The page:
They say people from Flint are resilient. They are survivors. They have faced adversity and walked through it. They are “Flint Strong!”
This rings true for Flint native Jessie R. Ryan who grew up in Flint. She attended Flint Central High School, graduated from Spring Arbor University with a bachelor’s degree and continued her studies at Oakland University. As the world was fighting COVID-19 in 2020, Ryan stood alongside her daughter Pasha Chaney, also a Flint native, through her diagnosis and long battle with a rare and aggressive cancer, IN-1 Sinonasal Carcinoma. This type of cancer is typically known to involve the head and neck.
“Limitations remind us that we are all human, but it also reminds us of how incredibly capable we are!”
Both mother and daughter have written books chronicling their personal fight and finding their way through the unexpected diagnosis, surgery and treatment. Ryan’s book, Her Journey, My Journey: A Collection of Authentic Moments is a reflective story of family, love, hope and survival, as well as a mother’s personal journey of healing. She writes how purpose is often birthed out of pain as she unearthed an emotional story of a sexual assault she experienced at 13 years old. Ryan believes that her daughter’s pain helped heal her own pain.
Having worked for both General Motors and Flint Community Schools for ten years prior to moving to Southeast Michigan with her spouse and family in 2000, Ryan says, “my roots remain in Flint, and I am forever tied to the city.”
During her treatment for the disease, Chaney wrote Through the Scars: Rising from Cancer. “I felt really inspired to write the book,” she shares. “I wanted to tell my story to give people an idea of what a person with cancer goes through physically and emotionally.”
The oldest of three siblings, Chaney attended high school at Southwestern Academy, then obtained an associate’s degree from Mott Community College and a bachelor of arts degree at Clark Atlanta University. Her parents both worked for General Motors while she was growing up. “Flint was fun in the 90s,” Chaney remembers. “Flint was really thriving then.” After graduating from college, she returned to Flint and also worked for the Flint schools. “I mentored a lot of kids, some I still communicate with to this day. My mom was a big advocate for kids and education, period. I followed in her footsteps.”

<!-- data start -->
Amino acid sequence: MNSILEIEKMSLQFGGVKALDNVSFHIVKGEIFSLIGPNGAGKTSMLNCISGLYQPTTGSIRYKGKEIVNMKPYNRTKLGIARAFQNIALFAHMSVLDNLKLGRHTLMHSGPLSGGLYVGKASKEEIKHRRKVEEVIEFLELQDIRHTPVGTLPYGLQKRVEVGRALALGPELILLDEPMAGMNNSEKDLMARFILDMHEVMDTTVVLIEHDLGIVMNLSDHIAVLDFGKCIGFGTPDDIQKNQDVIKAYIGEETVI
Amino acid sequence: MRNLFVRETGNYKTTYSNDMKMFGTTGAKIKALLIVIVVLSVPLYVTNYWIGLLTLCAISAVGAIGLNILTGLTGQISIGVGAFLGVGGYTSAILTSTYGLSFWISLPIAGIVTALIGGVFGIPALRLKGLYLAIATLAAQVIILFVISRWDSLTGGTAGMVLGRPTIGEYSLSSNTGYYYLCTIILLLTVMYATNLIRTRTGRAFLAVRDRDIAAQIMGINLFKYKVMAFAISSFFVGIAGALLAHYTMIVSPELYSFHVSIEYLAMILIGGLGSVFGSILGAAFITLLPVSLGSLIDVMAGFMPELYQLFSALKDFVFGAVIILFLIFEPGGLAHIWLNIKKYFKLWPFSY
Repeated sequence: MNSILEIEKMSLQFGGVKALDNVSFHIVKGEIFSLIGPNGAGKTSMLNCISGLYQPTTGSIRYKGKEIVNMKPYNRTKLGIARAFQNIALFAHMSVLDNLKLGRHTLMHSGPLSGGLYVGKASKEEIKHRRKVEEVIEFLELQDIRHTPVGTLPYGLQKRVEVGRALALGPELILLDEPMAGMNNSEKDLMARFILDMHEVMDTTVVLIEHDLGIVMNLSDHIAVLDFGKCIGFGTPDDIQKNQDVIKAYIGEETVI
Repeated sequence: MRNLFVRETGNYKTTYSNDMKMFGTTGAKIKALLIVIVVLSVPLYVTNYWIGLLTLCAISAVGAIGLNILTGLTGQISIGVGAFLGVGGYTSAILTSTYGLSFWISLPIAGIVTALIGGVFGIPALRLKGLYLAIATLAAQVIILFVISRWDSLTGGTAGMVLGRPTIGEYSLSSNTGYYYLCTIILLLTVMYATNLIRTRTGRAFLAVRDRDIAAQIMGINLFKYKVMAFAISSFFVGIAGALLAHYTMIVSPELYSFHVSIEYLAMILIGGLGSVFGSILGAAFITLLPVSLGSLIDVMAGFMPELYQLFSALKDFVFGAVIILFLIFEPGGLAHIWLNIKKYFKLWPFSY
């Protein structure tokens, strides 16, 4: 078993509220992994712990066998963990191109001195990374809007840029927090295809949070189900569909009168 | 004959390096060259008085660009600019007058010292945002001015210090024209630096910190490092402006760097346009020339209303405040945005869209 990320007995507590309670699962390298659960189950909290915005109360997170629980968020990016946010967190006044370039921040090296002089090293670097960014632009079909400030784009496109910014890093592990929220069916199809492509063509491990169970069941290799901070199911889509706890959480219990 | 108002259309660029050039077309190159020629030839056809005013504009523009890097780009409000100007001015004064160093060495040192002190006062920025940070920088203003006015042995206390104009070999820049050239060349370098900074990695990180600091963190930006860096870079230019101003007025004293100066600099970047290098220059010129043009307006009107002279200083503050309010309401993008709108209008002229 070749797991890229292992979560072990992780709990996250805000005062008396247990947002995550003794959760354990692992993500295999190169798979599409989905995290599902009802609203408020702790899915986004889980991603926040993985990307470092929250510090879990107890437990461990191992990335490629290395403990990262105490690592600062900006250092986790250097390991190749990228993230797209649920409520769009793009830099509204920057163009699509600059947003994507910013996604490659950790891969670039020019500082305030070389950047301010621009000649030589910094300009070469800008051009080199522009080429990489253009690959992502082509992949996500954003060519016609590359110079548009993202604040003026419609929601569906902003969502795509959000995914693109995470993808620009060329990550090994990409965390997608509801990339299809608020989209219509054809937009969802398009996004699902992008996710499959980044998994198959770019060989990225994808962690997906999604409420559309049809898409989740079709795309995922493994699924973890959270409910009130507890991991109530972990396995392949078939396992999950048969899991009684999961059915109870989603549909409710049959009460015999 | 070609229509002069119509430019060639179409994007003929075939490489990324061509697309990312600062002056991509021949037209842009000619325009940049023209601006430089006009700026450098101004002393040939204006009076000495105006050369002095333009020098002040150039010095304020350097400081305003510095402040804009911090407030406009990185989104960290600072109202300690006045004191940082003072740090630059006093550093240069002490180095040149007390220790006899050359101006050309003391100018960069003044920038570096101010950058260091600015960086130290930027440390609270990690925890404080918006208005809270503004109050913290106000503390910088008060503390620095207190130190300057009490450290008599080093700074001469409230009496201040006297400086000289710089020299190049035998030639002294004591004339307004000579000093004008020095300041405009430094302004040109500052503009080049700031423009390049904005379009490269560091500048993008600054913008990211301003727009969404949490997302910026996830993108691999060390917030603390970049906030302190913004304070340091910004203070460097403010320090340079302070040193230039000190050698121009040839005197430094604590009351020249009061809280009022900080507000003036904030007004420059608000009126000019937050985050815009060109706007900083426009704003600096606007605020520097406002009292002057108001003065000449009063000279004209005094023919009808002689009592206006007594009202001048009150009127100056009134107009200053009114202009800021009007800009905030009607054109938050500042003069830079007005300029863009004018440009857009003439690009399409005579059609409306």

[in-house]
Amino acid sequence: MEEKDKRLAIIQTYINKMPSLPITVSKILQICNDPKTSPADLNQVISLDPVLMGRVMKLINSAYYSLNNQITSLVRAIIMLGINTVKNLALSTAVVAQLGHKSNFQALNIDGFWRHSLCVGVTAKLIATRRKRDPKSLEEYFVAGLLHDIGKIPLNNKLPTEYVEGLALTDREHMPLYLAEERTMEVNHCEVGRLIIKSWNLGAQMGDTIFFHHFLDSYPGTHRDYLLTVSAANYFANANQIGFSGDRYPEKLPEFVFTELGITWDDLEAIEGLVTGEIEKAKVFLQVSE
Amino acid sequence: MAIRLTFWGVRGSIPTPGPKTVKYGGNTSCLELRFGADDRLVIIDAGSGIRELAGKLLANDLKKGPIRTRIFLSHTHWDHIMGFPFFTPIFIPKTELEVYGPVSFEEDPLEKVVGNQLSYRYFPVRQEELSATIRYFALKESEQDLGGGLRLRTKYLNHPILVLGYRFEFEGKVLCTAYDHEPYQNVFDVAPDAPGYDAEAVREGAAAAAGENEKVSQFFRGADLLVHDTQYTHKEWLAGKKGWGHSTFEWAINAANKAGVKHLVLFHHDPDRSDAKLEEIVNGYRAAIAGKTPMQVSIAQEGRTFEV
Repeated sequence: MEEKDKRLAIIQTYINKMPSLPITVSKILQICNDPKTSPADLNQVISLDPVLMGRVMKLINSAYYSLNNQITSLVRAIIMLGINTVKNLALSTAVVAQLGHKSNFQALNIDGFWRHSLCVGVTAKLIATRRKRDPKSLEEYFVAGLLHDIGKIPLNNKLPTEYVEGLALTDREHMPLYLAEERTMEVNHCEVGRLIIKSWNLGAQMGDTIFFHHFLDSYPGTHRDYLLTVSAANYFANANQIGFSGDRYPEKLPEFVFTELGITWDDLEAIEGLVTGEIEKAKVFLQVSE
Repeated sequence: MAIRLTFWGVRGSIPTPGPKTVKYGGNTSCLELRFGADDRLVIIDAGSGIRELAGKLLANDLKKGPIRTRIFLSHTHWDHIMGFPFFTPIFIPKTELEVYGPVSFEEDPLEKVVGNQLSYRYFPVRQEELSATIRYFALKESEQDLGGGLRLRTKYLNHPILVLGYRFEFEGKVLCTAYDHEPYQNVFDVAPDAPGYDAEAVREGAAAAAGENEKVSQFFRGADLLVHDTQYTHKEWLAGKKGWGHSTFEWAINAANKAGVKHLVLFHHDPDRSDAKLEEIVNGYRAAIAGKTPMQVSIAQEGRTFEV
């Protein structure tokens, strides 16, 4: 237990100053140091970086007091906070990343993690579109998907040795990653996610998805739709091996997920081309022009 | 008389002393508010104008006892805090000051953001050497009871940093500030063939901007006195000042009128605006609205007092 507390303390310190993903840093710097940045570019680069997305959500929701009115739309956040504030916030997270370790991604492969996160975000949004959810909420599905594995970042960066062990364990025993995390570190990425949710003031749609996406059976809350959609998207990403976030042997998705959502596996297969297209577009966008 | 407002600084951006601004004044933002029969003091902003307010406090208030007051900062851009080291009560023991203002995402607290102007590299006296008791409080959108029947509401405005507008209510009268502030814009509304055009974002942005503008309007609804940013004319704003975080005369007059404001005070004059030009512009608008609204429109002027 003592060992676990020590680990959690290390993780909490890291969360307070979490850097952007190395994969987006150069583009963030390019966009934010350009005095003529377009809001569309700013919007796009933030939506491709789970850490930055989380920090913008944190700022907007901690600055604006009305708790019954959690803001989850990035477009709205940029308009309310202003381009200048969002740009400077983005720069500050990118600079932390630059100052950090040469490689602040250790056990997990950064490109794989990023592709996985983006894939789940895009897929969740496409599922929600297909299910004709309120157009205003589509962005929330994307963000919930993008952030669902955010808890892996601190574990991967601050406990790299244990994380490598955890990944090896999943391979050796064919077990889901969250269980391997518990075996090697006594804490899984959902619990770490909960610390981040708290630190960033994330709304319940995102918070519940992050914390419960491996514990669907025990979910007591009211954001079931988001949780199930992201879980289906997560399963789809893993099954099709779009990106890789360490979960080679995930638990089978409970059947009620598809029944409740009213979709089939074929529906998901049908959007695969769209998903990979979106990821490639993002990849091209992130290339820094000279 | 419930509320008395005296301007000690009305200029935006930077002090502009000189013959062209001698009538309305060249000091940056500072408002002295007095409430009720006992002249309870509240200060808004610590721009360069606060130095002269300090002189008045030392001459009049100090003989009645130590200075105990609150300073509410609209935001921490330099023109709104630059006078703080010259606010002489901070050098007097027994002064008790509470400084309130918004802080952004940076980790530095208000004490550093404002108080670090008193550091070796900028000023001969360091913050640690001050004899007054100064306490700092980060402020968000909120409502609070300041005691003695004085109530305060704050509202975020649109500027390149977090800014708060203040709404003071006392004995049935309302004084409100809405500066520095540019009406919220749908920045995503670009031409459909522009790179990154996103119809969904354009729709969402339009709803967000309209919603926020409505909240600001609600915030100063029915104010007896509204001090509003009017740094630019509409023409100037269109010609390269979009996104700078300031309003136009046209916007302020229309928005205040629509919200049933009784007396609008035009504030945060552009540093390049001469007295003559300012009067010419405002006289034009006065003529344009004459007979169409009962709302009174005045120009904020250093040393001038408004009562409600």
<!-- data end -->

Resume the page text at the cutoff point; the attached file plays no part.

Chaney has lived in Arizona since 2014 and is a single mom, raising an eight-year-old daughter. In January 2020, she started feeling unwell and had some mild symptoms: runny nose, her eyes were sore and she had severe headaches. She went to see an ophthalmologist who ordered an MRI, which revealed a large tumor in the left nasal cavity near her eye. “I called my mom and told her I needed her help,” Chaney remembers. She underwent a 22-hour surgery to remove the tumor. “The surgery was successful, thank God,” she shares. The chemotherapy and radiation treatments affected her balance, memory and equilibrium. “In a pandemic, it was very challenging,’’ says her mother. Ryan stayed by her daughter’s side the entire time.
Chaney feels that growing up in Flint influenced the way she handled adversity and fought her bout with cancer. “Flint was built tough – Flint is resilient. Being from Flint gave me will and determination. I told myself, ‘if I can make it in Flint, I can do it anywhere’.”
Chaney’s self-published book has been very successful and she has helped many who are battling cancer. “So many people have reached out to me!” she exclaims. “Cancer is a very traumatic experience,” she says. “More people need to talk about their personal experience. That is how we heal and help each other.”
Both Ryan and Chaney believe that their journey was something they wanted to share with the citizens of Flint. “Writing this book was a very healing process,” says Chaney. “Flint is a place we always go back to and we are proud to do so.”
On June 8 of this year, Chaney celebrated one year of being cancer free. “I feel better and I’m thanking God that I’m still here.”